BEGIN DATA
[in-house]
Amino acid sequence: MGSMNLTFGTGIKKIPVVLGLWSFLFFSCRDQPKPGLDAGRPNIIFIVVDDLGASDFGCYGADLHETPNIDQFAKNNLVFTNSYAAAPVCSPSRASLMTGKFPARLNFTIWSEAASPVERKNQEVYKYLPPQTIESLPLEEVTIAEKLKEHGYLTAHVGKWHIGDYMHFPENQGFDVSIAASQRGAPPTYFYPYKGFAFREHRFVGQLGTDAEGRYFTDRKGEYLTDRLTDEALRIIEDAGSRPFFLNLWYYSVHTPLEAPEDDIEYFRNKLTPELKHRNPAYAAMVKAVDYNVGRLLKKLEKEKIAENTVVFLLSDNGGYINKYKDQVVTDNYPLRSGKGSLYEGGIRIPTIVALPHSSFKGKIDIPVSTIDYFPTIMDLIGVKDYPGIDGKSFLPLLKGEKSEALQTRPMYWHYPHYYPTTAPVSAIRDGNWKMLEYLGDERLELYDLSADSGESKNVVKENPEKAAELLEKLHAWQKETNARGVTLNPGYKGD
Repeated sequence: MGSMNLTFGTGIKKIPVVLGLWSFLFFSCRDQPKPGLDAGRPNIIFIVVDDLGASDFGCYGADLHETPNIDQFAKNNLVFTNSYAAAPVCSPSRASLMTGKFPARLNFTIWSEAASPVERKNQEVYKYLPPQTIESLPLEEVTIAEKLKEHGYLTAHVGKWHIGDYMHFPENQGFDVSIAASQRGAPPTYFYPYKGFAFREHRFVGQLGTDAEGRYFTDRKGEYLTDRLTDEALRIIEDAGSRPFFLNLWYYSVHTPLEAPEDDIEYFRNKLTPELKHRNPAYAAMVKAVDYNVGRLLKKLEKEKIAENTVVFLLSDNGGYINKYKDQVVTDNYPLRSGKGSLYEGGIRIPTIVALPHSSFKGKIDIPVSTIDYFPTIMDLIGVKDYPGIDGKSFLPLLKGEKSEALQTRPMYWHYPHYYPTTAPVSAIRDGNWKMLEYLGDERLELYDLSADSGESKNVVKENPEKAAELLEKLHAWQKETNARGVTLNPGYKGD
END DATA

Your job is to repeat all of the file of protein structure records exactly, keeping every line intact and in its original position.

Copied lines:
[in-house]
Amino acid sequence: MGSMNLTFGTGIKKIPVVLGLWSFLFFSCRDQPKPGLDAGRPNIIFIVVDDLGASDFGCYGADLHETPNIDQFAKNNLVFTNSYAAAPVCSPSRASLMTGKFPARLNFTIWSEAASPVERKNQEVYKYLPPQTIESLPLEEVTIAEKLKEHGYLTAHVGKWHIGDYMHFPENQGFDVSIAASQRGAPPTYFYPYKGFAFREHRFVGQLGTDAEGRYFTDRKGEYLTDRLTDEALRIIEDAGSRPFFLNLWYYSVHTPLEAPEDDIEYFRNKLTPELKHRNPAYAAMVKAVDYNVGRLLKKLEKEKIAENTVVFLLSDNGGYINKYKDQVVTDNYPLRSGKGSLYEGGIRIPTIVALPHSSFKGKIDIPVSTIDYFPTIMDLIGVKDYPGIDGKSFLPLLKGEKSEALQTRPMYWHYPHYYPTTAPVSAIRDGNWKMLEYLGDERLELYDLSADSGESKNVVKENPEKAAELLEKLHAWQKETNARGVTLNPGYKGD
Repeated sequence: MGSMNLTFGTGIKKIPVVLGLWSFLFFSCRDQPKPGLDAGRPNIIFIVVDDLGASDFGCYGADLHETPNIDQFAKNNLVFTNSYAAAPVCSPSRASLMTGKFPARLNFTIWSEAASPVERKNQEVYKYLPPQTIESLPLEEVTIAEKLKEHGYLTAHVGKWHIGDYMHFPENQGFDVSIAASQRGAPPTYFYPYKGFAFREHRFVGQLGTDAEGRYFTDRKGEYLTDRLTDEALRIIEDAGSRPFFLNLWYYSVHTPLEAPEDDIEYFRNKLTPELKHRNPAYAAMVKAVDYNVGRLLKKLEKEKIAENTVVFLLSDNGGYINKYKDQVVTDNYPLRSGKGSLYEGGIRIPTIVALPHSSFKGKIDIPVSTIDYFPTIMDLIGVKDYPGIDGKSFLPLLKGEKSEALQTRPMYWHYPHYYPTTAPVSAIRDGNWKMLEYLGDERLELYDLSADSGESKNVVKENPEKAAELLEKLHAWQKETNARGVTLNPGYKGD